Lord Hardie: As the noble and learned Lord, Lord Hope of Craighead, anticipated, the question of tribunals which exercise the judicial power of the state is distinct from private tribunals such as arbitrations. However, they may also be distinct from certain administrative tribunals which do not exercise the judicial functions of the state. That is the distinction which is sought to be drawn in this provision.

Perhaps I may advise Members of the Committee that there is a precedent for this phrase. In particular, there is reference to tribunals exercising the judicial power of the state in the Contempt of Court Act 1981 and in the Deregulation and Contracting Out Act 1994. That is where the phrase has been borrowed from by parliamentary draftsmen.

In answer to some of the points made by the noble Earl, Lord Mar and Kellie, I should point out that the European Court of Justice, the European Court of Human Rights and children's panels would all be tribunals exercising the judicial functions of the state. The issue of children's panels was specifically raised in another place. It was explained then that they would be included in the category of tribunals exercising a judicial function of the state. As I have already said--and I take here the point raised by the noble and learned Lord, Lord Mackay of Drumadoon--tribunals not exercising the judicial function of the state would, for example, be private arbitrations in relation to a commercial contract, or certain administrative tribunals which did not have a judicial function.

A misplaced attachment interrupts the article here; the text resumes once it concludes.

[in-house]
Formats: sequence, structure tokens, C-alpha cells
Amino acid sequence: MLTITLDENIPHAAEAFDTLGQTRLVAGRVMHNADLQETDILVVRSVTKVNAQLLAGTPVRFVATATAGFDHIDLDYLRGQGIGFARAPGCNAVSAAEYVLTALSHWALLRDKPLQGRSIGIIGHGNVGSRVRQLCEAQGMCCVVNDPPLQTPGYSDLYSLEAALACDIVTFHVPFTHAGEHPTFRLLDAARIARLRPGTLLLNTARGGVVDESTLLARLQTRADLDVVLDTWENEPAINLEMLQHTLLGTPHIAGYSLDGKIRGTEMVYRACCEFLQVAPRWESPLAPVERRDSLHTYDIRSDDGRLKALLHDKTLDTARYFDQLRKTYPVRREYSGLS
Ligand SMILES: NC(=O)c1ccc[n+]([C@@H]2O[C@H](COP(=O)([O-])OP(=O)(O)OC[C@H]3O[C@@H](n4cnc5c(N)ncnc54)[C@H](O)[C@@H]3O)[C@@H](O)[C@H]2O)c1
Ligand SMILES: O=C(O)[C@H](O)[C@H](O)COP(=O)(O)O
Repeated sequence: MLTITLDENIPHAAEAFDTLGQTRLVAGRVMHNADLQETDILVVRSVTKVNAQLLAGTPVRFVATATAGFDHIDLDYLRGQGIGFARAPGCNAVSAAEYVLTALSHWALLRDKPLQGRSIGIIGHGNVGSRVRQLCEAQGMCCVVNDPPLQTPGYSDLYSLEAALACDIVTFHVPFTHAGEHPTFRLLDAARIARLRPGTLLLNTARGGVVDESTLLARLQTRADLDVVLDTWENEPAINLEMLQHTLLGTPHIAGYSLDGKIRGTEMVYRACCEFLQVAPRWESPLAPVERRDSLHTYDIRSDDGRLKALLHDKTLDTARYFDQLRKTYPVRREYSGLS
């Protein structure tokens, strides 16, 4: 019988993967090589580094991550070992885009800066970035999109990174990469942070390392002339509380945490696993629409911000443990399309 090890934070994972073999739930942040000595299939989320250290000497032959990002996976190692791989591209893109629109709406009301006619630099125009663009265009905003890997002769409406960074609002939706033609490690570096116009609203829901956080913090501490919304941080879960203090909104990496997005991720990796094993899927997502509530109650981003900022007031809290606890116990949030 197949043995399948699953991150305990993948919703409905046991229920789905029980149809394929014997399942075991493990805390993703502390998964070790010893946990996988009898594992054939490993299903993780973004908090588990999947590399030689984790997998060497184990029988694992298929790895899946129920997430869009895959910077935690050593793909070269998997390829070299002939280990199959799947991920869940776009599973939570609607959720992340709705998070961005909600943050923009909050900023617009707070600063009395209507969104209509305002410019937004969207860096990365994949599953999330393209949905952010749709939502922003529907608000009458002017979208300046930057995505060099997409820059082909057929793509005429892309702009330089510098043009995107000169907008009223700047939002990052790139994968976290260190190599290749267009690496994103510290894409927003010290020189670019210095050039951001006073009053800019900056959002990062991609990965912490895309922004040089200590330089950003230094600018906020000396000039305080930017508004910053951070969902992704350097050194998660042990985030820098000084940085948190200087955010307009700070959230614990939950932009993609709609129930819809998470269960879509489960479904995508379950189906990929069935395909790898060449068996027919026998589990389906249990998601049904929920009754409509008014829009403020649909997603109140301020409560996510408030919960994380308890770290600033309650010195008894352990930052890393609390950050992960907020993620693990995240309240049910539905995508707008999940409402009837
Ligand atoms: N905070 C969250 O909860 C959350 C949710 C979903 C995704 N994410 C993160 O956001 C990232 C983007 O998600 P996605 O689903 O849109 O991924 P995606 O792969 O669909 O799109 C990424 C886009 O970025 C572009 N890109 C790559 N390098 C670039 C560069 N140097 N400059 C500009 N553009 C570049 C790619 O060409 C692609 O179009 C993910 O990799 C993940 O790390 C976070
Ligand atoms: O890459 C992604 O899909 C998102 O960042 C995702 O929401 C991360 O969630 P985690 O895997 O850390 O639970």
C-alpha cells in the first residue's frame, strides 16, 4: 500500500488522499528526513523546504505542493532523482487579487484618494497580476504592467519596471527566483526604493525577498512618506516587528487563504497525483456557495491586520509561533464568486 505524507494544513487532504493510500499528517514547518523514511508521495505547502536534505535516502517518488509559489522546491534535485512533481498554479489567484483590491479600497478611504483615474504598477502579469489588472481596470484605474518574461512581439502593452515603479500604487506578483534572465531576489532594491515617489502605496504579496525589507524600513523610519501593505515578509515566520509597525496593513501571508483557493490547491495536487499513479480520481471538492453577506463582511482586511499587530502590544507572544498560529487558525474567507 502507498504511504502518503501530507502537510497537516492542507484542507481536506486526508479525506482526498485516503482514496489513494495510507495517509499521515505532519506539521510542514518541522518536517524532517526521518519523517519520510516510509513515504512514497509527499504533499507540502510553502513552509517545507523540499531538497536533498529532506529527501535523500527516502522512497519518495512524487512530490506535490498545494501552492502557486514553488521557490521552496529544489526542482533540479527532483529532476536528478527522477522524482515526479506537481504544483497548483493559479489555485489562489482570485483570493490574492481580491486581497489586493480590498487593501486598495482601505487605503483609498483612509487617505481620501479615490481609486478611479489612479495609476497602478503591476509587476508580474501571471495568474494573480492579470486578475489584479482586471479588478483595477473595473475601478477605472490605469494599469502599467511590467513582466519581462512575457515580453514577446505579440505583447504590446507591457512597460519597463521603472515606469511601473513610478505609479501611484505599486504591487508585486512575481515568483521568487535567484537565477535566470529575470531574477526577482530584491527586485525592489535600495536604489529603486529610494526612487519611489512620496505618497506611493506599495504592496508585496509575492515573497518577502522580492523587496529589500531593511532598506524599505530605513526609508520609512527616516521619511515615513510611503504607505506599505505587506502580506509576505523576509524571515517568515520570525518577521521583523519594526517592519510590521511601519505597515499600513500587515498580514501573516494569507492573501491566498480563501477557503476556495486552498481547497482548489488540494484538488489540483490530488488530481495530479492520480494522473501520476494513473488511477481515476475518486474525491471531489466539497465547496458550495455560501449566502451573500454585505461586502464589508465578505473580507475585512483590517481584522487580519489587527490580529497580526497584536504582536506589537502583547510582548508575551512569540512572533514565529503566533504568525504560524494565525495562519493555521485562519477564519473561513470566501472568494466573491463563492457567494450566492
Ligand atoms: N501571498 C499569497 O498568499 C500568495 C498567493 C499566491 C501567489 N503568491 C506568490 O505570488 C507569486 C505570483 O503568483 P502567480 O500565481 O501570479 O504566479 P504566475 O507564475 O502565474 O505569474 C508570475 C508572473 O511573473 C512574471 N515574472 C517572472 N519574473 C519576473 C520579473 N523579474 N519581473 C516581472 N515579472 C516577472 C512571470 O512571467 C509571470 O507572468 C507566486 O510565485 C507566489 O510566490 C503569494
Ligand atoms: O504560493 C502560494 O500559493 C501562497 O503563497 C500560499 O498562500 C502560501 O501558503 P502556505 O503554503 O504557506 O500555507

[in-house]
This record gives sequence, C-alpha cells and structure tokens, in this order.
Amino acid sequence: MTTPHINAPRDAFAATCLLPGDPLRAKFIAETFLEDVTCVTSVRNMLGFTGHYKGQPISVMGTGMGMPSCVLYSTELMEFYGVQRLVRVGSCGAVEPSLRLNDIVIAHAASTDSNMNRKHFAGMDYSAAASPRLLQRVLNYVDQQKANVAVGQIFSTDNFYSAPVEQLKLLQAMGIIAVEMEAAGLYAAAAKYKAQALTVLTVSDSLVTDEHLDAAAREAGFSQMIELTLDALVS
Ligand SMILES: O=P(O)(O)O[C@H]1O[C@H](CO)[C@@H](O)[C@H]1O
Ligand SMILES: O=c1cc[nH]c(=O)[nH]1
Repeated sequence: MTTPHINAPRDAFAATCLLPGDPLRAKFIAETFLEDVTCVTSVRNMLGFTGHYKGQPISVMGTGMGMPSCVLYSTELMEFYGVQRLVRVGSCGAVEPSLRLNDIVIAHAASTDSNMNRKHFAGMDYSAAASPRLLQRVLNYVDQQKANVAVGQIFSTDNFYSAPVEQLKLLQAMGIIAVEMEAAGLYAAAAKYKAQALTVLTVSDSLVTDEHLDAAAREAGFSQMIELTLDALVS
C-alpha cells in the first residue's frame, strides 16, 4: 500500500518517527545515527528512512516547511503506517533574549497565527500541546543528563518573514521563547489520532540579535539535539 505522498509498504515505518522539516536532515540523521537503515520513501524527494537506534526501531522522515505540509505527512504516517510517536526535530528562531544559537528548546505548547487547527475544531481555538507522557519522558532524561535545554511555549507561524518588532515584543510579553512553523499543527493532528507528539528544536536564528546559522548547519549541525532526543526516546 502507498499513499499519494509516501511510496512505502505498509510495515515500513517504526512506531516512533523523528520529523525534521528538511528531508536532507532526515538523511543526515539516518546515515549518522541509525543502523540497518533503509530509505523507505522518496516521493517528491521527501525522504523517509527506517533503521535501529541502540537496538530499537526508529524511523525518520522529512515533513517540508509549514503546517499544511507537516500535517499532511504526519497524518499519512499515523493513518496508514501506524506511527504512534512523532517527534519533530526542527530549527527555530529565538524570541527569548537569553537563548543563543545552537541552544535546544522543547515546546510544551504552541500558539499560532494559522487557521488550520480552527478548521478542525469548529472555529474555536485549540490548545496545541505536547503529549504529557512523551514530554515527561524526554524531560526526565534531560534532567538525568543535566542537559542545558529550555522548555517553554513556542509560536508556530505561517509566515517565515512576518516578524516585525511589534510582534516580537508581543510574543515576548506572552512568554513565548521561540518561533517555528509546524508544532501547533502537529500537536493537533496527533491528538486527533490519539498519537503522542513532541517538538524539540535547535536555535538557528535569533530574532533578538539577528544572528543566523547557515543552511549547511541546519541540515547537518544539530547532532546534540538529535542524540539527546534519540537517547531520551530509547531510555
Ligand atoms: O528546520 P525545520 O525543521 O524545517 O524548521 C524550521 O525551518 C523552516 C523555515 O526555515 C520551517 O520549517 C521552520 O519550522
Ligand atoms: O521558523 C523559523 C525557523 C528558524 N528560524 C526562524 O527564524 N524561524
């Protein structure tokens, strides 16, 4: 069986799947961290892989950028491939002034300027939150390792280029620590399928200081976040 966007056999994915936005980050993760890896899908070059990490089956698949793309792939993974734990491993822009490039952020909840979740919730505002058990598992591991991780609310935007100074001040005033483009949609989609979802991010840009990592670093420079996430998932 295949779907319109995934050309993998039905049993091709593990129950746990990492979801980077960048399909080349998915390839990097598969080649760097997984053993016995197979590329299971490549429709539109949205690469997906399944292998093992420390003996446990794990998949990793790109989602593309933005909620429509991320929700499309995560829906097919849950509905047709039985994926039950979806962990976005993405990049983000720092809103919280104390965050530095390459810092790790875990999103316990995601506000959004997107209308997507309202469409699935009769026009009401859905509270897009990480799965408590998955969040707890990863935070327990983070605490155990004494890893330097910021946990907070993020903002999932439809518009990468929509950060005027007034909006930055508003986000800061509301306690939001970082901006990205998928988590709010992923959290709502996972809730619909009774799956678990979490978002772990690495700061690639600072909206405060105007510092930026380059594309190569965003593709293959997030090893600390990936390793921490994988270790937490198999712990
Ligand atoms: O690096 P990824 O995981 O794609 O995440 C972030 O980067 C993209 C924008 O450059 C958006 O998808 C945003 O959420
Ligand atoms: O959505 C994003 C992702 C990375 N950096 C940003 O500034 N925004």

Subsection (6)(b) makes it clear that a "judge of any court" cannot be summoned. As I have said, this would include a judge of the European Court of Justice or the European Court of Human Rights. As regards administrative tribunals which exercise judicial functions of the state, I have in mind such tribunals as social security appeal tribunals, immigration appeal tribunals or industrial tribunals. They are also tribunals exercising judicial functions of the state. With that explanation I hope that the noble Earl will feel able to withdraw his amendment.

6.30 p.m.

Lord Hope of Craighead: Before the noble and learned Lord sits down, I raised an issue about Schedule 6. I appreciate that is not the matter we are discussing now, and it may not be a matter which can be dealt with immediately, but I would be grateful if the

21 Jul 1998 : Column 778

point I raised could be attended to because of the possible doubt about a difference in meaning in the two contexts.

Lord Hardie: I apologise to the noble and learned Lord. I would prefer to reflect upon that and come back to it when we discuss Schedule 6, or I may write to the noble and learned Lord on that matter before then.

Next Section Back to Table of Contents Lords Hansard Home Page